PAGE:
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American College of Physicians and Alliance for Academic Internal Medicine developed curriculum as latest component of ACP's High Value, Cost-Conscious Care initiative
Philadelphia, July 10, 2012 -- The American College of Physicians (ACP) and the Alliance for Academic Internal Medicine (AAIM) today unveiled a high value, cost-conscious care curriculum to help train internal medicine residents about how to avoid overuse and misuse of tests and treatments that do not improve outcomes and may cause harms.
The free curriculum, available at hvc.acponline.org, is designed to engage internal medicine residents and faculty in small group activities organized around actual patient cases that require careful analysis of the benefits, harms, costs, and use of evidence-based, shared decision making. The flexible curriculum consists of ten, one hour interactive sessions that can be incorporated into the existing conference structure of a program.
"Physicians receive little specific training about identifying and eliminating wasteful diagnostic and treatment options," said Cynthia D. Smith, MD, FACP, ACP's Senior Medical Associate for Content Development and the lead author of "Teaching High-Value Cost-Conscious Care to Residents: The AAIM-ACP Curriculum," published online in Annals of Internal Medicine, ACP's flagship journal. "Residency training is an excellent time to introduce the concept of high value, cost-conscious care because the habits that residents learn during training have been shown to stay with them throughout their professional careers."
Health care expenditures are projected to reach almost 20 percent of the United States' GDP by 2020. Many economists consider this spending rate unsustainable. Up to 30 percent, or $765 billion, of health care costs were identified as potentially avoidable -- with many of these costs attributed to unnecessary services.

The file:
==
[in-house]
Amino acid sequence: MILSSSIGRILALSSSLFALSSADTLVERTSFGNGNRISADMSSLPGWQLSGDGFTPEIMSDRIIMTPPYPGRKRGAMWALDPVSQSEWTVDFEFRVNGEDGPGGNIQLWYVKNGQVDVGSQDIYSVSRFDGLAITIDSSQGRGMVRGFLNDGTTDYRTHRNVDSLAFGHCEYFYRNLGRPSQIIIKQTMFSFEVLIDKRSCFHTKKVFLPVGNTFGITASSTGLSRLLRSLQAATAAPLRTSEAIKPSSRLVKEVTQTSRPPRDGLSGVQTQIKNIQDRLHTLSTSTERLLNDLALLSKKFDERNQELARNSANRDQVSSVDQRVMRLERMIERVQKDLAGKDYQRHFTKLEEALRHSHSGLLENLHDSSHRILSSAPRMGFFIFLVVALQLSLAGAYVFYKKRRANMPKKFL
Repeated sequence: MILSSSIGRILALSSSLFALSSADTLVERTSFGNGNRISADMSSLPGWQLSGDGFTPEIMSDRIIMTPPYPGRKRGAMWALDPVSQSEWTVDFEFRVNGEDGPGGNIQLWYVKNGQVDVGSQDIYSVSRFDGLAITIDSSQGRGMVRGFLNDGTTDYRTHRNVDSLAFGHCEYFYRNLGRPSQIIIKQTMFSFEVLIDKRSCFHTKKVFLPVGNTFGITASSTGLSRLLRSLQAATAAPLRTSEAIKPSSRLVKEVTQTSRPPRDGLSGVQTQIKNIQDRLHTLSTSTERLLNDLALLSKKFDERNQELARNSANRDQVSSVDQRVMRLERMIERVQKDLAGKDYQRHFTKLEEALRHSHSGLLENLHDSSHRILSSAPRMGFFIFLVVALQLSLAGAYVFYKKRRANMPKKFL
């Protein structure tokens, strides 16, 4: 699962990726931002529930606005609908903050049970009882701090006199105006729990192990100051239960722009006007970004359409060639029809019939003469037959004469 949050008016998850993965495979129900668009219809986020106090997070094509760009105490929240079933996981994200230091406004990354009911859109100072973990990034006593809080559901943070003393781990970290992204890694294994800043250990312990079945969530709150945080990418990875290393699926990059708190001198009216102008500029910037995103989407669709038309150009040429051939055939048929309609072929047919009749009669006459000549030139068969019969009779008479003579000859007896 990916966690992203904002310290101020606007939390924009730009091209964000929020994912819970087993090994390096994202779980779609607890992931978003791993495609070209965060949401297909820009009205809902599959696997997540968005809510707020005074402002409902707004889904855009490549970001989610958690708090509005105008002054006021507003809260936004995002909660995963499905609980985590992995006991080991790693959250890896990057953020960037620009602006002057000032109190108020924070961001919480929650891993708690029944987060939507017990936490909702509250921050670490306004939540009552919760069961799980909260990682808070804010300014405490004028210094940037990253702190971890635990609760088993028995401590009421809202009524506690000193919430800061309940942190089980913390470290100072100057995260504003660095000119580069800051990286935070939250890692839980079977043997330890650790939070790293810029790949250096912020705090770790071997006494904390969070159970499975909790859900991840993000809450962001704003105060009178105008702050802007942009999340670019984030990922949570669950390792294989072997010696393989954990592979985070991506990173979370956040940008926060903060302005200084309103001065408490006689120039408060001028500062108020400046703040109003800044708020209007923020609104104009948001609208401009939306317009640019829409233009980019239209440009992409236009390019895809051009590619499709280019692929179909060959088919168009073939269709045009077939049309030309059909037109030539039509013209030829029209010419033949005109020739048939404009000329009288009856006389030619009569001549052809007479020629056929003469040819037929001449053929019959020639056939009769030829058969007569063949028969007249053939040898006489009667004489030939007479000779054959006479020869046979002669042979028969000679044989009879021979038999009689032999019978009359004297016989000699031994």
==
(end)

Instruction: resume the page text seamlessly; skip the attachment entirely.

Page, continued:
The committee that developed the curriculum consisted of ACP-AAIM members and staff, program directors, associate program directors, a department chair, residency faculty, and internal medicine residents.
High value, cost-conscious care means that a test or treatment has benefits that make its potential harms and costs worthwhile. Some expensive tests and treatments have high value because they provide high benefit and low harm. Conversely, some inexpensive tests or treatments have low value because they do not provide enough benefit to justify even their low costs and may even be harmful.
Because misuse and overuse of medical interventions that do not improve patient health contribute significantly to the unsustainable growth of health care spending, ACP launched a High Value, Cost-Conscious Care initiative in 2010 to help physicians and patients understand the benefits, harms, and costs of tests and treatment options for common clinical issues.
The American College of Physicians is the largest medical specialty organization and the second-largest physician group in the United States. ACP members include 133,000 internal medicine physicians (internists), related subspecialists, and medical students. Internists specialize in the prevention, detection, and treatment of illness in adults. Follow ACP on Twitter and Facebook.
The Alliance for Academic Internal Medicine (AAIM) is a consortium of five academically focused specialty organizations representing department chairs and chiefs; clerkship, residency, and fellowship program directors; division chiefs; and academic and business administrators as well as other faculty and staff in departments of internal medicine and their division at medical schools and teaching hospitals in the United States and Canada. Please visit www.im.org for more information.